Yes! Ezekiel bread is a staple at my house.

  2. private avatar image

    Private  |  Havertown, Pennsylvania, USA

    Absolutely love Ezekiel bread! So delicious and nutritious, been hooked for years!

  3. private avatar image

    Private  |  Prague, Czech Republic

    I eat bread when I crave it, which is maybe once a week, or two. I have no gluten intolerance, therefore there is no reason to avoid it 🙂 Sometimes I make buckwheat bread, which is delicious. Ezekiel bread cannot be found here in Czech, and I wish we had it here, because I would love to try it.

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    Private  | 

    We eat sourdough bread, which in my opinion is the best option. Fermenting ensures that all the enzyme inhibitors are broken down to almost nothing if not completely. Gluten is also significantly lower in sourdough than the sprouted bread. I know that some people who can’t tolerate gluten do well with Sourdough. True sourdough bread however is hard to come by at the store. I make my own sometimes using Einkorn flour, which is the only wheat that has never been hybridized. It has only 15 chromosomes whereas modern wheat has around 42 I think. Einkorn is significantly lower in gluten and anti nutrients as well.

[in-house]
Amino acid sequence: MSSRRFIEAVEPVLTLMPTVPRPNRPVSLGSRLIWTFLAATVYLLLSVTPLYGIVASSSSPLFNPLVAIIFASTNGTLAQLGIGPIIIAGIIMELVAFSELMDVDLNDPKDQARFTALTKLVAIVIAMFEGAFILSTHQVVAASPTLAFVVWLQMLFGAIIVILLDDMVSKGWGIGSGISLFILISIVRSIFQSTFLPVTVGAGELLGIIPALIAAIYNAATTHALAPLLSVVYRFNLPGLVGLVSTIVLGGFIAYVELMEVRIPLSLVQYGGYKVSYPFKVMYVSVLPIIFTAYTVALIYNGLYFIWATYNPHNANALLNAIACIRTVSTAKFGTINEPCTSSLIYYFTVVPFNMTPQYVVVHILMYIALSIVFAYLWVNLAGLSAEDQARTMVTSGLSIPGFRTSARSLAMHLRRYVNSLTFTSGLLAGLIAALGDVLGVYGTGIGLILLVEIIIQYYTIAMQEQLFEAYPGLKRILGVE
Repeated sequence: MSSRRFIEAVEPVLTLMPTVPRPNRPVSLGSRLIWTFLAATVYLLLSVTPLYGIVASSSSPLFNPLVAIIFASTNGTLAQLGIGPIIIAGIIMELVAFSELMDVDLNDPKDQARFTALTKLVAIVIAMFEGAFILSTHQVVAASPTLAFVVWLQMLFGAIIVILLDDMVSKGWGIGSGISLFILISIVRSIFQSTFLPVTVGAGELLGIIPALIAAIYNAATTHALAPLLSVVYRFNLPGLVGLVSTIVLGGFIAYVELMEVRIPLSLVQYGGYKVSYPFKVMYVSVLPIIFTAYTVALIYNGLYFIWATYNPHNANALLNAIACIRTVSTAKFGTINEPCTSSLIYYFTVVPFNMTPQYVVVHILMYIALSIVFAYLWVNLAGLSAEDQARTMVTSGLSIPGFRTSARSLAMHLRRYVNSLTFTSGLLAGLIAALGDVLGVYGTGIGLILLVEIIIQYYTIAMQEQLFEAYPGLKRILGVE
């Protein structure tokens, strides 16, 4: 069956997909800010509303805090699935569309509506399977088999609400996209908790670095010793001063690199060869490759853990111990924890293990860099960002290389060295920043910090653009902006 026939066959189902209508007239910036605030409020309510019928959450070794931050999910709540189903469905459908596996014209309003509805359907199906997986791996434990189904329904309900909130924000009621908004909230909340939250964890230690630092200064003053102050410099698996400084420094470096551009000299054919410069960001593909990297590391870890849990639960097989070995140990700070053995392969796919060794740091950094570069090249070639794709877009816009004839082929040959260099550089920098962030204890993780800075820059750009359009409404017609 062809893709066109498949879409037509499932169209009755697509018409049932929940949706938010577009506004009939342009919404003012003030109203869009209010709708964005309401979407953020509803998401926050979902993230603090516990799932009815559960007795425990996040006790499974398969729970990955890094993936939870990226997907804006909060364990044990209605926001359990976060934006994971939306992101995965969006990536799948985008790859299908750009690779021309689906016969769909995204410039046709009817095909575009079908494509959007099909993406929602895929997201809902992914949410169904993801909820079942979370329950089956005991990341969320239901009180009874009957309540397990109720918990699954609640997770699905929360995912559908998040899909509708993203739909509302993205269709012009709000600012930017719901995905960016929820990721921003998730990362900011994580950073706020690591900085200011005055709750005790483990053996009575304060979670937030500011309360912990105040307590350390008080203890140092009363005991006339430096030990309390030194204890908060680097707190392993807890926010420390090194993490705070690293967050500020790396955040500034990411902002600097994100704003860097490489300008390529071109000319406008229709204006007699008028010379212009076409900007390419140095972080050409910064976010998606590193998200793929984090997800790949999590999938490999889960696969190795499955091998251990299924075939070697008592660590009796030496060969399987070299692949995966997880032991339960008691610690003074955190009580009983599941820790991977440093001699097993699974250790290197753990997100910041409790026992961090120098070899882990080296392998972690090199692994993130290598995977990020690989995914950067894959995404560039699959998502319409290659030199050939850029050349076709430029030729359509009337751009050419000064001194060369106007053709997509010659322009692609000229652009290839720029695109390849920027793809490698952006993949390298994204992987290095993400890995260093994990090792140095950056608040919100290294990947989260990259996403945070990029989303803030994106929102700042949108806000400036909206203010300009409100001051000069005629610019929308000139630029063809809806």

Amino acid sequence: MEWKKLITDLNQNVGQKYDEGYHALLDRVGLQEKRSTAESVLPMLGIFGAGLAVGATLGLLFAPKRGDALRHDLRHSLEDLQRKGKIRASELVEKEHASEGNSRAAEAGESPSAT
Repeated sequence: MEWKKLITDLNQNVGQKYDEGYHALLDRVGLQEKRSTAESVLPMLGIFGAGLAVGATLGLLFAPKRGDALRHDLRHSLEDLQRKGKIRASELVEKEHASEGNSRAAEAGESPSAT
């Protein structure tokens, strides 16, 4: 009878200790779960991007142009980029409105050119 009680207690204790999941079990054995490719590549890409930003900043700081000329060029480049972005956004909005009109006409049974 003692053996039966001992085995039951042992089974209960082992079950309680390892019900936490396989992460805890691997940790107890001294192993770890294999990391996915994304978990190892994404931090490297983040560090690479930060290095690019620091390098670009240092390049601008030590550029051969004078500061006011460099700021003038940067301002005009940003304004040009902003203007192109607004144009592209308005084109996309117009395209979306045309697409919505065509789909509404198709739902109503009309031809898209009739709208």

We used to eat Ezekiel and it’s still a great option. I will still eat it if I don’t have access to sourdough.

    • private avatar image

      Private  | 

      Hi Kerrifit: Do you have a recipe for your sourdough bread?
      Also, what does it mean when you say, “Einkorn flour is the only wheat that has never been hybridized?”
      I guess rather, what are the implications of this nutritionally?


      • private avatar image

        Private  | 

        Hi Anna, here is a really good recipe http://nourishedkitchen.com/whole-grain-no-knead-sourdough/

        Einkorn wheat is the only pure wheat. Modern wheat has been crossbred throughout the years and it isn’t the same as it was in ancient times. Einkorn is also lower in gluten and anti nutrients therefore it’s easier to digest. It has a completely different genetic makeup than modern wheat and is more nutritious. However it is a harder flour to work with due to the low gluten.

        • private avatar image

          Private  | 

          Thank you Kerrifit so kindly for the link and also the information regarding the Einkorn.
          It’s funny because I went to the link you sent, and realized that I have that cookbook “The nourished kitchen”
          I bet that recipe is in there. I’m going to look!

          Thank you again!

  5. private avatar image

    Private  |